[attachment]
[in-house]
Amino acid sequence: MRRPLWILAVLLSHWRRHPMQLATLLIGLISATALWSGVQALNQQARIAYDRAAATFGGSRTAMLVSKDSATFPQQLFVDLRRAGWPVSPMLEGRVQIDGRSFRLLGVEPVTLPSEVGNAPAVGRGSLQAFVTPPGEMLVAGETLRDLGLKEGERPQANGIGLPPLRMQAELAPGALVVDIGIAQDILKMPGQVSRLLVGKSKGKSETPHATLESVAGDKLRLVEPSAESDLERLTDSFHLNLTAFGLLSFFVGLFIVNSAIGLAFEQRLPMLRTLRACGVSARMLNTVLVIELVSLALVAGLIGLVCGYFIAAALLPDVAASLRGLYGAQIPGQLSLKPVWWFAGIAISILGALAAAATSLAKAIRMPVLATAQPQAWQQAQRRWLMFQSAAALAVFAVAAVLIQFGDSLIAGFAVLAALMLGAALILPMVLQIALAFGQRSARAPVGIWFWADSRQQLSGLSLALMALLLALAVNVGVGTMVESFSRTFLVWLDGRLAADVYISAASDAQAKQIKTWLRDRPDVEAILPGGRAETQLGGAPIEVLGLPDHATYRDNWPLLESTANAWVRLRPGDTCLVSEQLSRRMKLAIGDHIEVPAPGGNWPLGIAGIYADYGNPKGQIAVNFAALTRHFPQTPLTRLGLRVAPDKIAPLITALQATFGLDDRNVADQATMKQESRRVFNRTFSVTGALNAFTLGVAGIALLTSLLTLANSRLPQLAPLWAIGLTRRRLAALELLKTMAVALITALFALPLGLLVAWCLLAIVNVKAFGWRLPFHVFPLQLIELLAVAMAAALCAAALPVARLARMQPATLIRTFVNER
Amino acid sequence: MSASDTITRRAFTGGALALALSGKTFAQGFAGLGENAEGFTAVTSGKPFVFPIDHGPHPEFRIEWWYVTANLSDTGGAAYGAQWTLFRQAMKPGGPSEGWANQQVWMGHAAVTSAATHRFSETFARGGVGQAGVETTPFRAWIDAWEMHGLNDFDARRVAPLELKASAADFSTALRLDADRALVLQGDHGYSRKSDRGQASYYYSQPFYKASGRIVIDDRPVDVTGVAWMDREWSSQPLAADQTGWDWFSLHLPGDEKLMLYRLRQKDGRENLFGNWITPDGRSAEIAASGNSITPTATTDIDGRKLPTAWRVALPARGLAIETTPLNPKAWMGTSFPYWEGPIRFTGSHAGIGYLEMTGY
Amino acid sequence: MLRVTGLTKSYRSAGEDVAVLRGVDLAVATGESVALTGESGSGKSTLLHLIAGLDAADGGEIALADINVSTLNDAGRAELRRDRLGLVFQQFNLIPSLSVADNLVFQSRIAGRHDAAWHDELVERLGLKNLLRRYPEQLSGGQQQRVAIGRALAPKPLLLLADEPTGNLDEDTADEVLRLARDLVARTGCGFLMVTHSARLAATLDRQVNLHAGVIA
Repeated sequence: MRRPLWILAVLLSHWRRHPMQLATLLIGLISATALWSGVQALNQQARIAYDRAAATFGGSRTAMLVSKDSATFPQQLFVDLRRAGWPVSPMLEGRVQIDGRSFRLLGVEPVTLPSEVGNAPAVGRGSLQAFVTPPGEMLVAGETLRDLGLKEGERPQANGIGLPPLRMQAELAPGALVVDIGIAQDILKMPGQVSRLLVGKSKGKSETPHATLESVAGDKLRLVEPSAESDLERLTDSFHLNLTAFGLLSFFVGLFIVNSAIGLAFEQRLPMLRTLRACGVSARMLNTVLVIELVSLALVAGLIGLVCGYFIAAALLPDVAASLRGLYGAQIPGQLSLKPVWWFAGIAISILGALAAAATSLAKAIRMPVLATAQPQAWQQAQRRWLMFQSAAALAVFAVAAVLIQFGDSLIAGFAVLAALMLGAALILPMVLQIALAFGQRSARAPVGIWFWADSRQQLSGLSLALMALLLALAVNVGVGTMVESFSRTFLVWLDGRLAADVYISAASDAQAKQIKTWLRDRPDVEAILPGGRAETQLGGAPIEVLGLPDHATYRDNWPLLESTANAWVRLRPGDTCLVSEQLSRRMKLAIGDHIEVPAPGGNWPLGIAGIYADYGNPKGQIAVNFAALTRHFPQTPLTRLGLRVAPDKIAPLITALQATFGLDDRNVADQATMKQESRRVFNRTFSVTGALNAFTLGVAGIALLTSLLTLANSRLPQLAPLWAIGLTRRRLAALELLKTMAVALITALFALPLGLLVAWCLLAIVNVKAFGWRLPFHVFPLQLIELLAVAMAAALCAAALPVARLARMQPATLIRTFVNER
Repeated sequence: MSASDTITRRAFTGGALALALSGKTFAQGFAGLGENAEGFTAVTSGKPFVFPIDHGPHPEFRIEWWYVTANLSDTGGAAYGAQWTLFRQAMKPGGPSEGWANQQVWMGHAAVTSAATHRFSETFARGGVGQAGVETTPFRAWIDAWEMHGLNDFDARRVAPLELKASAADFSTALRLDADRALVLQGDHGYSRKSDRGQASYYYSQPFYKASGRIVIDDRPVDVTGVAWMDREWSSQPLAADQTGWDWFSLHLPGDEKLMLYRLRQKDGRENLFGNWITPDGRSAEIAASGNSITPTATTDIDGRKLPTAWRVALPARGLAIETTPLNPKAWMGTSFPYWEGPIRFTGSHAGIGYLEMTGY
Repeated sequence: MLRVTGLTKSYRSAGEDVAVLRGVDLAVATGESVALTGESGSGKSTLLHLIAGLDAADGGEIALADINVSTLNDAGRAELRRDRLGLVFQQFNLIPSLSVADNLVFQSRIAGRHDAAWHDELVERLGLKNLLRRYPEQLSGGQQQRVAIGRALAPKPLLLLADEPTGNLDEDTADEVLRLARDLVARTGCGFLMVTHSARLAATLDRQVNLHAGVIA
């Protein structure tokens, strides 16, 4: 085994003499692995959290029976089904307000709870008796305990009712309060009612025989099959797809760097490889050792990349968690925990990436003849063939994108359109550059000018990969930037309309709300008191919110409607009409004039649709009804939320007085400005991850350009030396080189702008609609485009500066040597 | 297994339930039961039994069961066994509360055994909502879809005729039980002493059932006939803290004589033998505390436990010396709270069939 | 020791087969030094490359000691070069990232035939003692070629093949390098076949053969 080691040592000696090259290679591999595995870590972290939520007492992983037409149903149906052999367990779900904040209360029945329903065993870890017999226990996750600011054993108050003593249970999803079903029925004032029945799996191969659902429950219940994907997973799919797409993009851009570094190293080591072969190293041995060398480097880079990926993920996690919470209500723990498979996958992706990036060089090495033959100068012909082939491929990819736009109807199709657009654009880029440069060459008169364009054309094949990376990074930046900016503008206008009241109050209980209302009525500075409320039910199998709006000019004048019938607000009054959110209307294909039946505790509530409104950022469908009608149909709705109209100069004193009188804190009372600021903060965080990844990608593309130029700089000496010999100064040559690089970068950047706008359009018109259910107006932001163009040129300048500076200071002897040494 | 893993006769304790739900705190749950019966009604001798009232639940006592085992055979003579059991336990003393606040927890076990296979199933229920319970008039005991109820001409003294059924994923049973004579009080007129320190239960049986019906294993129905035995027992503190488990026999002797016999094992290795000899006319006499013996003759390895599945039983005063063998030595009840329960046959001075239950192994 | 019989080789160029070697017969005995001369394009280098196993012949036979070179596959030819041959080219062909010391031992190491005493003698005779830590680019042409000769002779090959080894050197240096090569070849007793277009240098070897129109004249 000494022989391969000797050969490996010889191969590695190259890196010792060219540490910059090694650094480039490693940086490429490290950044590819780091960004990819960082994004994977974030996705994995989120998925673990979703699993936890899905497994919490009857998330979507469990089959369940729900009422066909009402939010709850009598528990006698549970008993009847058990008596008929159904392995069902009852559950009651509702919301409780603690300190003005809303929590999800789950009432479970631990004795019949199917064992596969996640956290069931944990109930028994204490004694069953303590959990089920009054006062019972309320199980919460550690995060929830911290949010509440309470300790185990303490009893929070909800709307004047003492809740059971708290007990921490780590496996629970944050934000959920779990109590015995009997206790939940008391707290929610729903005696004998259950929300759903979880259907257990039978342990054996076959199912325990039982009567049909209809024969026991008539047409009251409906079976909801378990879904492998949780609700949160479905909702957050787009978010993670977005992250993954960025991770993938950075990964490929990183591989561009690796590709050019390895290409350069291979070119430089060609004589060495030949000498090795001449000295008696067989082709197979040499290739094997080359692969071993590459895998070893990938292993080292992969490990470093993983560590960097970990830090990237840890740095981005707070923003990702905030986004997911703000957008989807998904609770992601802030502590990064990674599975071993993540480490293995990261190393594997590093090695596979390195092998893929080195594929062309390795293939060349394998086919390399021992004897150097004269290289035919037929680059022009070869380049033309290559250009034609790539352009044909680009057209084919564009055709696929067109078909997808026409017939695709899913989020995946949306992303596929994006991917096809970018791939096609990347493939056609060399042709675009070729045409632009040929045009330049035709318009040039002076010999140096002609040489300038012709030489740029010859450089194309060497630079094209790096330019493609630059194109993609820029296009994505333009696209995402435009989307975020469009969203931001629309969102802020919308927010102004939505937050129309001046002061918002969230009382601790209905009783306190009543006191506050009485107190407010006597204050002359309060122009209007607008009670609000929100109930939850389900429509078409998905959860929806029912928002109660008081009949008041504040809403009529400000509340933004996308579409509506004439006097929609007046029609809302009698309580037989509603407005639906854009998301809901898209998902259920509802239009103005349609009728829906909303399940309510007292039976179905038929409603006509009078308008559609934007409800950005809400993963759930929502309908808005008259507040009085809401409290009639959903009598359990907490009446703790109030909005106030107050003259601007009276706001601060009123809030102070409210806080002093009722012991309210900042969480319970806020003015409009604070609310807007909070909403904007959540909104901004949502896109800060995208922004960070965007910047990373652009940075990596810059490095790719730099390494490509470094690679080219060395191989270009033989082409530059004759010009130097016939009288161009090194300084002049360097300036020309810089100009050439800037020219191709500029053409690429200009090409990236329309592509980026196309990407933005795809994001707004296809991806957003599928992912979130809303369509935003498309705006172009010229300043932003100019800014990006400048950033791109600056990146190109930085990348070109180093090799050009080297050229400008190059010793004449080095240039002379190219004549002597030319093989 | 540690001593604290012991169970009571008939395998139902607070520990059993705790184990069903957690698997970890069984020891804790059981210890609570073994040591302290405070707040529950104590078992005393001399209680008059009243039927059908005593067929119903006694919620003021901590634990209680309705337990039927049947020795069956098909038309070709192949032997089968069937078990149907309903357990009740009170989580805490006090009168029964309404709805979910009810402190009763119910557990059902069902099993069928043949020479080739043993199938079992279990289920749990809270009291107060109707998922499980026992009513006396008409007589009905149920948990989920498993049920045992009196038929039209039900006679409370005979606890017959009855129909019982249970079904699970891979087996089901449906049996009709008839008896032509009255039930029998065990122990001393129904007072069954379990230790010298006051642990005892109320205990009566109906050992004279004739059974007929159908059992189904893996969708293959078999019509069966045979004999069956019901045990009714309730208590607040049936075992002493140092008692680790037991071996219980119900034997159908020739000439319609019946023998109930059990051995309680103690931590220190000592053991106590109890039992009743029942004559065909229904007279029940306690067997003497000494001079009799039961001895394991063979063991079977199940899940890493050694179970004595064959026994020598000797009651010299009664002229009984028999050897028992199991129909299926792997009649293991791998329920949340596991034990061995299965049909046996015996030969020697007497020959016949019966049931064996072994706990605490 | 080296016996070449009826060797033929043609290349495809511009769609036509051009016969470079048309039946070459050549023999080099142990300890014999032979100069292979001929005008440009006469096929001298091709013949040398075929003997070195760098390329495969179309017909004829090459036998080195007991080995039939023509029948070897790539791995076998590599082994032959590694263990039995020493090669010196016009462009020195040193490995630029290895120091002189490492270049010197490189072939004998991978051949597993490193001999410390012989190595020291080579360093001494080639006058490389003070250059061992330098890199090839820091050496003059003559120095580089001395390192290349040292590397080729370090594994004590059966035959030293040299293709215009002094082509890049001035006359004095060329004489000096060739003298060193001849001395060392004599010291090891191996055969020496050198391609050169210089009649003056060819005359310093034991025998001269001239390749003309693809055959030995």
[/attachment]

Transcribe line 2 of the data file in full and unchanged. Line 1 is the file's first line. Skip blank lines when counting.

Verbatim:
Amino acid sequence: MRRPLWILAVLLSHWRRHPMQLATLLIGLISATALWSGVQALNQQARIAYDRAAATFGGSRTAMLVSKDSATFPQQLFVDLRRAGWPVSPMLEGRVQIDGRSFRLLGVEPVTLPSEVGNAPAVGRGSLQAFVTPPGEMLVAGETLRDLGLKEGERPQANGIGLPPLRMQAELAPGALVVDIGIAQDILKMPGQVSRLLVGKSKGKSETPHATLESVAGDKLRLVEPSAESDLERLTDSFHLNLTAFGLLSFFVGLFIVNSAIGLAFEQRLPMLRTLRACGVSARMLNTVLVIELVSLALVAGLIGLVCGYFIAAALLPDVAASLRGLYGAQIPGQLSLKPVWWFAGIAISILGALAAAATSLAKAIRMPVLATAQPQAWQQAQRRWLMFQSAAALAVFAVAAVLIQFGDSLIAGFAVLAALMLGAALILPMVLQIALAFGQRSARAPVGIWFWADSRQQLSGLSLALMALLLALAVNVGVGTMVESFSRTFLVWLDGRLAADVYISAASDAQAKQIKTWLRDRPDVEAILPGGRAETQLGGAPIEVLGLPDHATYRDNWPLLESTANAWVRLRPGDTCLVSEQLSRRMKLAIGDHIEVPAPGGNWPLGIAGIYADYGNPKGQIAVNFAALTRHFPQTPLTRLGLRVAPDKIAPLITALQATFGLDDRNVADQATMKQESRRVFNRTFSVTGALNAFTLGVAGIALLTSLLTLANSRLPQLAPLWAIGLTRRRLAALELLKTMAVALITALFALPLGLLVAWCLLAIVNVKAFGWRLPFHVFPLQLIELLAVAMAAALCAAALPVARLARMQPATLIRTFVNER